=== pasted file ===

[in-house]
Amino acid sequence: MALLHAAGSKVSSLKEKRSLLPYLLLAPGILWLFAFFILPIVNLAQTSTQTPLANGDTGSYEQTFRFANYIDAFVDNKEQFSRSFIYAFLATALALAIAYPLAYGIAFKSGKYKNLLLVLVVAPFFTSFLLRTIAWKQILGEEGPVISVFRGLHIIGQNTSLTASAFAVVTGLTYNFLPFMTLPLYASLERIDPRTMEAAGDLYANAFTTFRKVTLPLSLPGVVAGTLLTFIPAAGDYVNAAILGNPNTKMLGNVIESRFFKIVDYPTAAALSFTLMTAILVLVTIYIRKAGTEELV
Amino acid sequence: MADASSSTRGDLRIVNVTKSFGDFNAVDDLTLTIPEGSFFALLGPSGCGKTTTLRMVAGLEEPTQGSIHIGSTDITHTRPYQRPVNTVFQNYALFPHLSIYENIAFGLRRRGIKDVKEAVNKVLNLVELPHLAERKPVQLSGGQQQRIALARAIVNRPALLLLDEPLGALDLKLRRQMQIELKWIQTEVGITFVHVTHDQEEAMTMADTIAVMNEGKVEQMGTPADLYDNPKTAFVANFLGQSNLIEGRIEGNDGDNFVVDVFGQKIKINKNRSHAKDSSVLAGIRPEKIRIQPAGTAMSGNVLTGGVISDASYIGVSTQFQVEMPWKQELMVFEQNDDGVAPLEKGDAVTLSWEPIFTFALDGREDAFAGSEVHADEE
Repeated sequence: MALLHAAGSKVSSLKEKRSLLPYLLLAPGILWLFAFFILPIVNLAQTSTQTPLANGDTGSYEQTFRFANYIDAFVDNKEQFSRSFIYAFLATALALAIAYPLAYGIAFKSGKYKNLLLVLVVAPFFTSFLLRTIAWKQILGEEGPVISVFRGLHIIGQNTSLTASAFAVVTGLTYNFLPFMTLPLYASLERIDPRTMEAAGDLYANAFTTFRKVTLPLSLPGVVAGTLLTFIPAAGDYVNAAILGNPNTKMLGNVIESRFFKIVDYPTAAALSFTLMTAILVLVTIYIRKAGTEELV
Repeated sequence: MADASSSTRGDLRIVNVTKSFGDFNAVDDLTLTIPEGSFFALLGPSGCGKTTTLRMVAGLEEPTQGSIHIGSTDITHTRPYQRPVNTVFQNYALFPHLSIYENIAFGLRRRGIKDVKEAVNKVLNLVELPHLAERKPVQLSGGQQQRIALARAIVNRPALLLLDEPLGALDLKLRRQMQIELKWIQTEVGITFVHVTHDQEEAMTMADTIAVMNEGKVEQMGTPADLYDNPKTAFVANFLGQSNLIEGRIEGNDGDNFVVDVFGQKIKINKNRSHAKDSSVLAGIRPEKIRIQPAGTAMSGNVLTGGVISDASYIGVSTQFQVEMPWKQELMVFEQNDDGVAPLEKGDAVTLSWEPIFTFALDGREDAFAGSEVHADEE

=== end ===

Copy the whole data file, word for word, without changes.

[in-house]
Amino acid sequence: MALLHAAGSKVSSLKEKRSLLPYLLLAPGILWLFAFFILPIVNLAQTSTQTPLANGDTGSYEQTFRFANYIDAFVDNKEQFSRSFIYAFLATALALAIAYPLAYGIAFKSGKYKNLLLVLVVAPFFTSFLLRTIAWKQILGEEGPVISVFRGLHIIGQNTSLTASAFAVVTGLTYNFLPFMTLPLYASLERIDPRTMEAAGDLYANAFTTFRKVTLPLSLPGVVAGTLLTFIPAAGDYVNAAILGNPNTKMLGNVIESRFFKIVDYPTAAALSFTLMTAILVLVTIYIRKAGTEELV
Amino acid sequence: MADASSSTRGDLRIVNVTKSFGDFNAVDDLTLTIPEGSFFALLGPSGCGKTTTLRMVAGLEEPTQGSIHIGSTDITHTRPYQRPVNTVFQNYALFPHLSIYENIAFGLRRRGIKDVKEAVNKVLNLVELPHLAERKPVQLSGGQQQRIALARAIVNRPALLLLDEPLGALDLKLRRQMQIELKWIQTEVGITFVHVTHDQEEAMTMADTIAVMNEGKVEQMGTPADLYDNPKTAFVANFLGQSNLIEGRIEGNDGDNFVVDVFGQKIKINKNRSHAKDSSVLAGIRPEKIRIQPAGTAMSGNVLTGGVISDASYIGVSTQFQVEMPWKQELMVFEQNDDGVAPLEKGDAVTLSWEPIFTFALDGREDAFAGSEVHADEE
Repeated sequence: MALLHAAGSKVSSLKEKRSLLPYLLLAPGILWLFAFFILPIVNLAQTSTQTPLANGDTGSYEQTFRFANYIDAFVDNKEQFSRSFIYAFLATALALAIAYPLAYGIAFKSGKYKNLLLVLVVAPFFTSFLLRTIAWKQILGEEGPVISVFRGLHIIGQNTSLTASAFAVVTGLTYNFLPFMTLPLYASLERIDPRTMEAAGDLYANAFTTFRKVTLPLSLPGVVAGTLLTFIPAAGDYVNAAILGNPNTKMLGNVIESRFFKIVDYPTAAALSFTLMTAILVLVTIYIRKAGTEELV
Repeated sequence: MADASSSTRGDLRIVNVTKSFGDFNAVDDLTLTIPEGSFFALLGPSGCGKTTTLRMVAGLEEPTQGSIHIGSTDITHTRPYQRPVNTVFQNYALFPHLSIYENIAFGLRRRGIKDVKEAVNKVLNLVELPHLAERKPVQLSGGQQQRIALARAIVNRPALLLLDEPLGALDLKLRRQMQIELKWIQTEVGITFVHVTHDQEEAMTMADTIAVMNEGKVEQMGTPADLYDNPKTAFVANFLGQSNLIEGRIEGNDGDNFVVDVFGQKIKINKNRSHAKDSSVLAGIRPEKIRIQPAGTAMSGNVLTGGVISDASYIGVSTQFQVEMPWKQELMVFEQNDDGVAPLEKGDAVTLSWEPIFTFALDGREDAFAGSEVHADEE